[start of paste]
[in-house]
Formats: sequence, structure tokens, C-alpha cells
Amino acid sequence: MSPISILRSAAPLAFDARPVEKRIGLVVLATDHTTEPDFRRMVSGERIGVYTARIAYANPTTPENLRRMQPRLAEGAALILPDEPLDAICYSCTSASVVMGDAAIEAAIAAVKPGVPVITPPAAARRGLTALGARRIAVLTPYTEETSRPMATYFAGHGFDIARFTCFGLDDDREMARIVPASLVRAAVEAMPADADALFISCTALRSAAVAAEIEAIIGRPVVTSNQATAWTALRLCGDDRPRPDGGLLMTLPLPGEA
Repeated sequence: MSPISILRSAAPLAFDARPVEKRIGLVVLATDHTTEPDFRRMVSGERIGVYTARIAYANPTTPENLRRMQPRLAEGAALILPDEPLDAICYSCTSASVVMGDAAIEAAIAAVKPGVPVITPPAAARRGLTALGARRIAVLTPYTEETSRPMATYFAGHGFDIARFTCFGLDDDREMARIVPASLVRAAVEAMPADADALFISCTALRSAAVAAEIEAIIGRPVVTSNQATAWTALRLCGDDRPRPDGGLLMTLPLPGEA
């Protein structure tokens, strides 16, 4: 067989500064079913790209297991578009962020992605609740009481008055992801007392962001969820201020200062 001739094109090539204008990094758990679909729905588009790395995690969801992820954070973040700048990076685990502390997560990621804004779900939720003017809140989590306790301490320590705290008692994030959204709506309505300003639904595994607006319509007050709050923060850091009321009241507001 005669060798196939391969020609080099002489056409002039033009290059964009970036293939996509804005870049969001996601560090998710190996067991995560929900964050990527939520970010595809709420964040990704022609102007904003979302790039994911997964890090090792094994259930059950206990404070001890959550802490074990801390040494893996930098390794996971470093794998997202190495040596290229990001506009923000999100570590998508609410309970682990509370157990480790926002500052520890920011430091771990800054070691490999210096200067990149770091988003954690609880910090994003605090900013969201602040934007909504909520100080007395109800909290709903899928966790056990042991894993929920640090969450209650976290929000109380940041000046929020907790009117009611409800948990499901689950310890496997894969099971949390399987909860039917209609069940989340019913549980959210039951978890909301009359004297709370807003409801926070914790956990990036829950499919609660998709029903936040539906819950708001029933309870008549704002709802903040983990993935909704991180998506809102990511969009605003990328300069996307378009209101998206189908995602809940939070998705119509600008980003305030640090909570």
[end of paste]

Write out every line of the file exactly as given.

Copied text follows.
[in-house]
Formats: sequence, structure tokens, C-alpha cells
Amino acid sequence: MSPISILRSAAPLAFDARPVEKRIGLVVLATDHTTEPDFRRMVSGERIGVYTARIAYANPTTPENLRRMQPRLAEGAALILPDEPLDAICYSCTSASVVMGDAAIEAAIAAVKPGVPVITPPAAARRGLTALGARRIAVLTPYTEETSRPMATYFAGHGFDIARFTCFGLDDDREMARIVPASLVRAAVEAMPADADALFISCTALRSAAVAAEIEAIIGRPVVTSNQATAWTALRLCGDDRPRPDGGLLMTLPLPGEA
Repeated sequence: MSPISILRSAAPLAFDARPVEKRIGLVVLATDHTTEPDFRRMVSGERIGVYTARIAYANPTTPENLRRMQPRLAEGAALILPDEPLDAICYSCTSASVVMGDAAIEAAIAAVKPGVPVITPPAAARRGLTALGARRIAVLTPYTEETSRPMATYFAGHGFDIARFTCFGLDDDREMARIVPASLVRAAVEAMPADADALFISCTALRSAAVAAEIEAIIGRPVVTSNQATAWTALRLCGDDRPRPDGGLLMTLPLPGEA
């Protein structure tokens, strides 16, 4: 067989500064079913790209297991578009962020992605609740009481008055992801007392962001969820201020200062 001739094109090539204008990094758990679909729905588009790395995690969801992820954070973040700048990076685990502390997560990621804004779900939720003017809140989590306790301490320590705290008692994030959204709506309505300003639904595994607006319509007050709050923060850091009321009241507001 005669060798196939391969020609080099002489056409002039033009290059964009970036293939996509804005870049969001996601560090998710190996067991995560929900964050990527939520970010595809709420964040990704022609102007904003979302790039994911997964890090090792094994259930059950206990404070001890959550802490074990801390040494893996930098390794996971470093794998997202190495040596290229990001506009923000999100570590998508609410309970682990509370157990480790926002500052520890920011430091771990800054070691490999210096200067990149770091988003954690609880910090994003605090900013969201602040934007909504909520100080007395109800909290709903899928966790056990042991894993929920640090969450209650976290929000109380940041000046929020907790009117009611409800948990499901689950310890496997894969099971949390399987909860039917209609069940989340019913549980959210039951978890909301009359004297709370807003409801926070914790956990990036829950499919609660998709029903936040539906819950708001029933309870008549704002709802903040983990993935909704991180998506809102990511969009605003990328300069996307378009209101998206189908995602809940939070998705119509600008980003305030640090909570």